In First Steps Out: How Christians Can Respond to a Loved One’s Struggle with Homosexuality, Christy McFerron has written a powerful book about living the Christian life in a culture that is aggressively anti-Christian. She tells her personal story of the journey through a temptation to homosexuality and back to normal life. She shares her personal testimony of faith and shares what family and friends did that supported her and encouraged her and comforted her through the dark days. This author lays herself bare and invites close examination of her own experience of feeling a homosexual attraction. She explains the spiritual transformation that led her to return to a heterosexual orientation and marriage.
Along the way McFerron addresses the fractures in her family. Her journey was long and painful, and her family suffered with her. Yet both of her parents add their own testimonies at the end of the book, capping off the author’s message of hope and love with their own experiences.
Christy McFerron’s story is riveting. Even more riveting is her biblical teaching as she narrates her own journey from enslavement by a destructive emotional attachment to freedom through the power of the Holy Spirit. Readers will find her parents’ stories equally important. Anyone whose family is faced with the discovery that a loved one is entangled in the lure of homosexuality will be encouraged and enlightened by this book. The author never judges anyone whose journey or choices are different from her own. She shares her story with love and respect for everyone involved, modeling the kind of love Christ himself asked us to give to everyone.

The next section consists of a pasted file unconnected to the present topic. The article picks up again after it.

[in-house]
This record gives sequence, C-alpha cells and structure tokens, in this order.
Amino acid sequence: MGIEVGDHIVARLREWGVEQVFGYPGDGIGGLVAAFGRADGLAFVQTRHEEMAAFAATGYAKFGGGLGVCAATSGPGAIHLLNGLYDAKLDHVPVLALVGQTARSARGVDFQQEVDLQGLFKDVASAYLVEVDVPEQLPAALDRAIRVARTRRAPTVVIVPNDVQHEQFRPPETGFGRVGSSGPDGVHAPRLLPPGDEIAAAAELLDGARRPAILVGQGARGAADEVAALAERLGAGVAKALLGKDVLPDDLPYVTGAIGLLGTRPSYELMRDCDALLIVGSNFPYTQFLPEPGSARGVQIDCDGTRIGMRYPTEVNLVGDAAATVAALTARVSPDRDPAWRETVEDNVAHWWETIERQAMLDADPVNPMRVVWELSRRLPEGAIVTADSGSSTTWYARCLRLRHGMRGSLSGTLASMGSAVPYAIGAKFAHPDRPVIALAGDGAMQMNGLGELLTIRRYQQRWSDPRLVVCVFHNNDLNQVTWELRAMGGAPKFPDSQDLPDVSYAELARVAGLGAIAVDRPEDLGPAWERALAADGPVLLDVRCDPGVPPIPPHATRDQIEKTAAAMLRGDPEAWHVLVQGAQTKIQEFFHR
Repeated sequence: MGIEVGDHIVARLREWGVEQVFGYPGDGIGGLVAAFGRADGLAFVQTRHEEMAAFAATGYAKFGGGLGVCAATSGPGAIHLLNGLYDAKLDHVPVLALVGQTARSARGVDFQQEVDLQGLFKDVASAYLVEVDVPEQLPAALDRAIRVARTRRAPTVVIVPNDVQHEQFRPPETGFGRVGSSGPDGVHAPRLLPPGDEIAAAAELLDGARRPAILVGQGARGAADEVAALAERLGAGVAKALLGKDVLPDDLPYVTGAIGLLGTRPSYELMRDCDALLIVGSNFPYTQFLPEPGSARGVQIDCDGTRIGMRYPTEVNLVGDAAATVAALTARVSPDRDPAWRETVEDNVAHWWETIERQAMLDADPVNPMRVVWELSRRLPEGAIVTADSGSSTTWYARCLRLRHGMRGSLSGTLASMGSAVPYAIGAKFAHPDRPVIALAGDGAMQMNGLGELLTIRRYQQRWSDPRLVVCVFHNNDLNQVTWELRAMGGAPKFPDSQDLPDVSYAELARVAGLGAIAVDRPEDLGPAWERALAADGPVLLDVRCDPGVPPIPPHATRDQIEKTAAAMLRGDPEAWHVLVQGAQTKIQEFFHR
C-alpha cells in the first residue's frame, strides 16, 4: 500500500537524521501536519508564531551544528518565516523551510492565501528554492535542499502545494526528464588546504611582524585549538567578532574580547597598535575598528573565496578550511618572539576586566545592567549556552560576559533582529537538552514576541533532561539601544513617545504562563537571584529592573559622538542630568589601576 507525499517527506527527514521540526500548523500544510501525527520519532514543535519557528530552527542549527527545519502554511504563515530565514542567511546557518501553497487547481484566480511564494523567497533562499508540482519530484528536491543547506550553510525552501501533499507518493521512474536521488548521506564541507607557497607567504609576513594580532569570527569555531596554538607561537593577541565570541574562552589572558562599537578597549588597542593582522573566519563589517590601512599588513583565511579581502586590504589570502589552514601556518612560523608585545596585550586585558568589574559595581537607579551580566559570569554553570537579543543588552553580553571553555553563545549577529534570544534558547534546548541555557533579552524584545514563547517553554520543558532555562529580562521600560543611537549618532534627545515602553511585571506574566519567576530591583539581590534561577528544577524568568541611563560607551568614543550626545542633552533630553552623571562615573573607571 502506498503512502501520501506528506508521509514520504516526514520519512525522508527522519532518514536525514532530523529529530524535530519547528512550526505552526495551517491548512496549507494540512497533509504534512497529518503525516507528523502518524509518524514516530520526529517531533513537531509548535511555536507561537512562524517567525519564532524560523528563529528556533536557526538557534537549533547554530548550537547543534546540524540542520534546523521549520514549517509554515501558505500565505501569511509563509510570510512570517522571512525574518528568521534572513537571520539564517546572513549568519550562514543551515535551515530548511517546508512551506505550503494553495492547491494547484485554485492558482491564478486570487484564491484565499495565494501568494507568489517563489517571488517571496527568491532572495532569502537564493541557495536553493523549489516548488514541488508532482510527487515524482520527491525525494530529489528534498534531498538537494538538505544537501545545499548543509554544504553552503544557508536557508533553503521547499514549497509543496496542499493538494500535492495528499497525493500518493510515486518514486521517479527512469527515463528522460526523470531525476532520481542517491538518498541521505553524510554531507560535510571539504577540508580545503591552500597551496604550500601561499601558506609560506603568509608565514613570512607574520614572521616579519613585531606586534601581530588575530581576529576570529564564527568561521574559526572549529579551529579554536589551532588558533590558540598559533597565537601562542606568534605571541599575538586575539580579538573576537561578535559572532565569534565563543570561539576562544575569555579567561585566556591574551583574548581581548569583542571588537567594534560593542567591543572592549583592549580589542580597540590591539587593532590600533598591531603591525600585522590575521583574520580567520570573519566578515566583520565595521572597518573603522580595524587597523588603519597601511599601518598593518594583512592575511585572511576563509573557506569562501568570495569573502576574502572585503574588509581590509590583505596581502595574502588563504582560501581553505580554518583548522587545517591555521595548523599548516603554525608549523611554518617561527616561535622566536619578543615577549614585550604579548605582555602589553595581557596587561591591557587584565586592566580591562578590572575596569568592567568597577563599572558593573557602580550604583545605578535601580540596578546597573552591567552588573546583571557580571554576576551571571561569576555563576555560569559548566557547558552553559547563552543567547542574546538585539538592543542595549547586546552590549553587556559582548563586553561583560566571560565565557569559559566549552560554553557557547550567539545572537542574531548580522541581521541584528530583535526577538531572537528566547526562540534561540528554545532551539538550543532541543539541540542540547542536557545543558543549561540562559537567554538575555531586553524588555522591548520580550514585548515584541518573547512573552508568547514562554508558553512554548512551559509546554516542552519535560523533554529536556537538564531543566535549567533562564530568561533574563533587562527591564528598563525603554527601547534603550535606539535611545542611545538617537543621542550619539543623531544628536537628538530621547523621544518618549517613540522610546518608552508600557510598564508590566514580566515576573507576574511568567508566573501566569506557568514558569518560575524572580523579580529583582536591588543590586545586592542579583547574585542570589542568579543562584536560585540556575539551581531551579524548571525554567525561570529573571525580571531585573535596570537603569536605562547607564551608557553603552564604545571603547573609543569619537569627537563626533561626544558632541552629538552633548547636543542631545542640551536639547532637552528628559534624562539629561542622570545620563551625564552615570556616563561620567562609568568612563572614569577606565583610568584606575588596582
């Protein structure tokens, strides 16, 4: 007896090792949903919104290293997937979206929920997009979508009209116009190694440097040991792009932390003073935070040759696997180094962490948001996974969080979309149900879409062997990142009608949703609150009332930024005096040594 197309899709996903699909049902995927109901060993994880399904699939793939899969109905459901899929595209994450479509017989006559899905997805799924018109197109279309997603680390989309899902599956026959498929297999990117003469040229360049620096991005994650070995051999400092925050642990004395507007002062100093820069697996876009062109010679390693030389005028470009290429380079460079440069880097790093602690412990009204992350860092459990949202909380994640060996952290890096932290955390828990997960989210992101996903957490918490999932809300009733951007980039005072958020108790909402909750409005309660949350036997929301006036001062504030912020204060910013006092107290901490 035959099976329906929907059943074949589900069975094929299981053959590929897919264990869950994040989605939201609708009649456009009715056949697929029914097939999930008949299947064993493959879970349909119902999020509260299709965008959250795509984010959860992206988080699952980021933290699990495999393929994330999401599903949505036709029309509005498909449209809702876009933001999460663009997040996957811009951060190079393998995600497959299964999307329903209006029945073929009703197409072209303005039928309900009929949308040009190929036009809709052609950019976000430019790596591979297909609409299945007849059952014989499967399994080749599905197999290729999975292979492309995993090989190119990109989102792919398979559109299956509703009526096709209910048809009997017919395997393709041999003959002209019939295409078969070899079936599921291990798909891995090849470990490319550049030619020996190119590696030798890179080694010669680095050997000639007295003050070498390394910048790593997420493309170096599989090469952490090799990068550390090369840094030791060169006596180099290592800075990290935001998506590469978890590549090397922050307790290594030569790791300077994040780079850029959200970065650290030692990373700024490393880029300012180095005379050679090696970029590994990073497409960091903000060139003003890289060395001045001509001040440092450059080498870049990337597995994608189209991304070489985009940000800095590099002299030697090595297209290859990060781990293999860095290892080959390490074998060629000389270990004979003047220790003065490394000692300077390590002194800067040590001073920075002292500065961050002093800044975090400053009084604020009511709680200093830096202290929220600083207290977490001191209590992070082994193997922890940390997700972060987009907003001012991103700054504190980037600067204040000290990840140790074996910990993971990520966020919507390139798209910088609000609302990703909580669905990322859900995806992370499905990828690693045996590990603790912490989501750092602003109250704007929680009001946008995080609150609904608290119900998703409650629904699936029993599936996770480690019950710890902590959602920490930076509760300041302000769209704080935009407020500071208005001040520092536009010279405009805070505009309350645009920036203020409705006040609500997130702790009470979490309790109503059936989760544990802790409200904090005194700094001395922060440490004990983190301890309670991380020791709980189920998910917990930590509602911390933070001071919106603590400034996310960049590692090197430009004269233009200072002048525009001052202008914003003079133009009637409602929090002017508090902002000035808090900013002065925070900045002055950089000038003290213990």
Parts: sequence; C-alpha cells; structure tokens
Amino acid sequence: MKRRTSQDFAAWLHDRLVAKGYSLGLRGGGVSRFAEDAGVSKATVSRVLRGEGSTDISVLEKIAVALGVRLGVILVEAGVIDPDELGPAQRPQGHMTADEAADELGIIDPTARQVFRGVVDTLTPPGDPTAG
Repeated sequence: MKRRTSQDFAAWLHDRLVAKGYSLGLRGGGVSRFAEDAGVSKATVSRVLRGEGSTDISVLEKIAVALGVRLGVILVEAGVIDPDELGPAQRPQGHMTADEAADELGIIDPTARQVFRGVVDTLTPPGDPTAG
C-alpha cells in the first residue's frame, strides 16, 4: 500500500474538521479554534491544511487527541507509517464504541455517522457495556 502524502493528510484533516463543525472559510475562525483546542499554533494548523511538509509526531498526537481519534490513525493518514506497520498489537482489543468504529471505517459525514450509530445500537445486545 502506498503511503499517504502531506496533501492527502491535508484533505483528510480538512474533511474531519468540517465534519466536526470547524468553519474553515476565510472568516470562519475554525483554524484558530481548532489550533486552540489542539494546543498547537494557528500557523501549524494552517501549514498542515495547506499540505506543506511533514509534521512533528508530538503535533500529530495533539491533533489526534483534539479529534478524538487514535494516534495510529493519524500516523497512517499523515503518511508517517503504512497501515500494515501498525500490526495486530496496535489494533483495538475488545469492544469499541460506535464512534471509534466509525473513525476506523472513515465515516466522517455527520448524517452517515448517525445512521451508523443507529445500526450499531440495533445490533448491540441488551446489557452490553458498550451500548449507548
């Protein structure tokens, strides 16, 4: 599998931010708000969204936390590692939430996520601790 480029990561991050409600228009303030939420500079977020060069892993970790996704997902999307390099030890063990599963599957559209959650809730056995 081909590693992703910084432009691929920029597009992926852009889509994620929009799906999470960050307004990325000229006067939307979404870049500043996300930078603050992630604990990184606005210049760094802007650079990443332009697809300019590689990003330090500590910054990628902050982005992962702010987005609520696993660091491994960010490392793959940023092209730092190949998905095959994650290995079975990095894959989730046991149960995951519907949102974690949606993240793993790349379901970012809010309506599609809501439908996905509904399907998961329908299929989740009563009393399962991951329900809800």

I came to this book looking for help. I wanted to understand what could have motivated my church to declare that the Bible has nothing to say to us about homosexuality, and that the church has nothing to say to people dealing with that temptation. Christy McFerron has reassured me that the Bible has a great deal to say to families, and she has reassured me that there is hope for families fractured by both cultural and political activism in support of declaring homosexuality to be normal human behavior.
While McFerron did not develop any material on the widely publicized idea that homosexuals are “born this way,” her own story demonstrates that it is not the case. Her story is not opinion; it is experience.
I highly recommend this book to anyone who wants the inside story on homosexuality and who wants to know if there is hope for a family that is shattered by it.